DAY ONE-HUNDRED AND FOUR
Good morning, 365. It’s 2 am. Looks like we might be back on schedule…
This is another part of the Cello Works installments related to yesterday’s posting. I’m experimenting with looping of my voice through mic today instead of the pick up as I tried yesterday. I have acquired a new-to-me mic from a friend, so I’m putting it to use.
- Breath recorded into a mic, moving it back and forth then reversed
- Cello pizz, improvised
- Vocals, improvised
A personal note on loop pedals: I have such a love/hate relationship with my pedal. I’ve formed very opinionated views on the use of loop pedals specifically. Man, they can be so lame but so awesome! I get super bored seeing a show of all loop songs. After about the fourth piece I’m thinking, “Okay, I get it… it repeats…”. It’s hard. I love the possibility of its sound and direction, but it’s also hard to create enough variation that it’s exciting each time without tiring of the idea of things repeating over and over. Andrew Bird, primarily known as a violinist, but is also a multi-instrumentalist, lyricist and whistler, is a good example of someone who uses the loop pedal successfully (in my humble opinion…). Part of his success, however, is that he is a multi-instrumentalist throughout each song… it’s not just a loop of a violin or guitar. His website.
Today’s post was recorded live with a room mic, like yesterday’s set up, with the loop pedal going straight to the computer. It was the first of the day, and I didn’t revisit it after wards or try to do it over. The breath beat ends up much too loud, which I find is one of the main limiting aspects of my loop pedal (the Boss RX-20): You can’t control volumes of each single track. I know a live performance computer program would make this possible, but don’t try to convert me to Live or Performer or any of the other programs. Though a loop pedal is an electronic device, a computer on stage with me creates an invisible wall for the audience to me. Maybe I’m the only one that feels it, but it’s there for me as a performer. It’s important for me that the sounds on stage come out organically and, if I was watching myself perform as an audience member, I could see and experience the origin of the sounds that were being created, even if I didn’t understand them completely. Now, if I was playing and someone else was doing the computer aspects of it, I would feel totally different. Maybe it sounds strange to avoid one but not the other, but I really feel like there’s a difference if I was up there alone messing around with buttons staring at as screen.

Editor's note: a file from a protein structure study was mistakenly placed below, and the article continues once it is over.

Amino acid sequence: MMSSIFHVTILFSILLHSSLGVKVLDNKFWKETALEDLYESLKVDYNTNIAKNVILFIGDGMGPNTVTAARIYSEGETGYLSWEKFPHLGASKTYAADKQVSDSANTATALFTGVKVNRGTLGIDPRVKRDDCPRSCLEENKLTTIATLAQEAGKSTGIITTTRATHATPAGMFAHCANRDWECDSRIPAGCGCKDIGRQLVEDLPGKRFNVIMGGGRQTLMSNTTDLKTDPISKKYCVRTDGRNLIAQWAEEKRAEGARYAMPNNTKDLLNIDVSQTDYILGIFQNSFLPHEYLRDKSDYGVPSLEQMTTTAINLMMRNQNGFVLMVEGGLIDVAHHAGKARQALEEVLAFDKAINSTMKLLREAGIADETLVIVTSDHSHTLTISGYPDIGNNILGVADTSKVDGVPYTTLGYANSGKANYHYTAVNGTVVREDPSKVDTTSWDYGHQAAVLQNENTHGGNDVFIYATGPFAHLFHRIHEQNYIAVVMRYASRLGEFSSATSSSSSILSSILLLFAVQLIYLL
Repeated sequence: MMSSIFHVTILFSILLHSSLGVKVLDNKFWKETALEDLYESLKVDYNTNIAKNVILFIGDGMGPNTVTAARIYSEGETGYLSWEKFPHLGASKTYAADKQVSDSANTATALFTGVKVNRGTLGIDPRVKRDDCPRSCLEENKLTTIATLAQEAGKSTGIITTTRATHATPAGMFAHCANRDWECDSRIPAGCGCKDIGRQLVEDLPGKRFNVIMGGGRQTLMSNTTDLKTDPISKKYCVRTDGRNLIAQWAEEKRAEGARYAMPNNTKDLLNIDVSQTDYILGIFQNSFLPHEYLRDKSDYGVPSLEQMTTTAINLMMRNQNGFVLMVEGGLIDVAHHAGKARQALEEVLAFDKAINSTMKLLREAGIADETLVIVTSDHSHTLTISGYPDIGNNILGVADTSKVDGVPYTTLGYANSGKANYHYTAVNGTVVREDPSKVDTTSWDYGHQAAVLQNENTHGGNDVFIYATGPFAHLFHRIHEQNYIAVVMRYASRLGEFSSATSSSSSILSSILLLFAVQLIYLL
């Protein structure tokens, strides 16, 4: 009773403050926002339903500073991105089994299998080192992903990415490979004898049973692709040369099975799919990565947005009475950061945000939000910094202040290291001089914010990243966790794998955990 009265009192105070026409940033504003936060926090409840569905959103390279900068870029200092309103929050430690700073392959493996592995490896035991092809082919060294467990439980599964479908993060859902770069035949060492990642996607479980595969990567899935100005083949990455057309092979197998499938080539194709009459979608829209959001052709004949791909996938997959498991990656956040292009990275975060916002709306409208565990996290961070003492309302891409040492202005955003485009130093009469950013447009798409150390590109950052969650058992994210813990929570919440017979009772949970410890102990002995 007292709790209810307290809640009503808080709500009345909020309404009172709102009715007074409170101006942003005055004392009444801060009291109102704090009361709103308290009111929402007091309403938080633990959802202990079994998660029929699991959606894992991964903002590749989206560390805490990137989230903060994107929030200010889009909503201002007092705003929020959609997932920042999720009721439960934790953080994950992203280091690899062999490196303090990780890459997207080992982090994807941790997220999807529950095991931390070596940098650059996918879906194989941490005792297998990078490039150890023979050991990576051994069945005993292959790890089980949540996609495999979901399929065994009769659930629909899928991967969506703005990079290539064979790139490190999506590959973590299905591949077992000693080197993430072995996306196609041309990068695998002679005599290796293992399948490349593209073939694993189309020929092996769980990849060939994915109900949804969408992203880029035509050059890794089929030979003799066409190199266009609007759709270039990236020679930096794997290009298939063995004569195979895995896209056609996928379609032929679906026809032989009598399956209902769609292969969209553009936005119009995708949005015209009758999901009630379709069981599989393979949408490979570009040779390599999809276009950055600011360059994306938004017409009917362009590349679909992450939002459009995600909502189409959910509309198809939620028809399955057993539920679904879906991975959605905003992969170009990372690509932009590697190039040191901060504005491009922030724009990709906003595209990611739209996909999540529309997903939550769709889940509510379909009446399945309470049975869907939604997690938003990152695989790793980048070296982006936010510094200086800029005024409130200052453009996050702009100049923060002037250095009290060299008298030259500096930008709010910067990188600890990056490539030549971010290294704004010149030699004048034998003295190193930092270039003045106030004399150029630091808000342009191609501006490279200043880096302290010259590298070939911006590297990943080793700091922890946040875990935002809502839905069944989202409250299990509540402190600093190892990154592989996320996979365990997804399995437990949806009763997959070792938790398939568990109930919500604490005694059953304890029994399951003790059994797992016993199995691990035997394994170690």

- As mentioned above, volumes of each track can’t be controlled individually (breath is too loud).
- Get quicker with the turnover. I spent a lot of time listening and getting from one place to another physically and technically: this comes with practice.
- I’m not sure I totally like the breath. It gets monotonous for me.
- Work on some damn lyrics already, Lazy Bones!
- I’ve felt melodically stuck in one world lately: using the same kind of melodic patterns and phrases. In talking with a friend, she suggested I listen to some Fado which is a super intense and an incredibly interesting style of singing. It’s fascinating to listen to, and I would recommend taking a listen yourself.
What’s been going on with you? You busy? I hope things have been going well for you the past few weeks. I treated myself to a Creamsicle the other day. It was good. Real Good.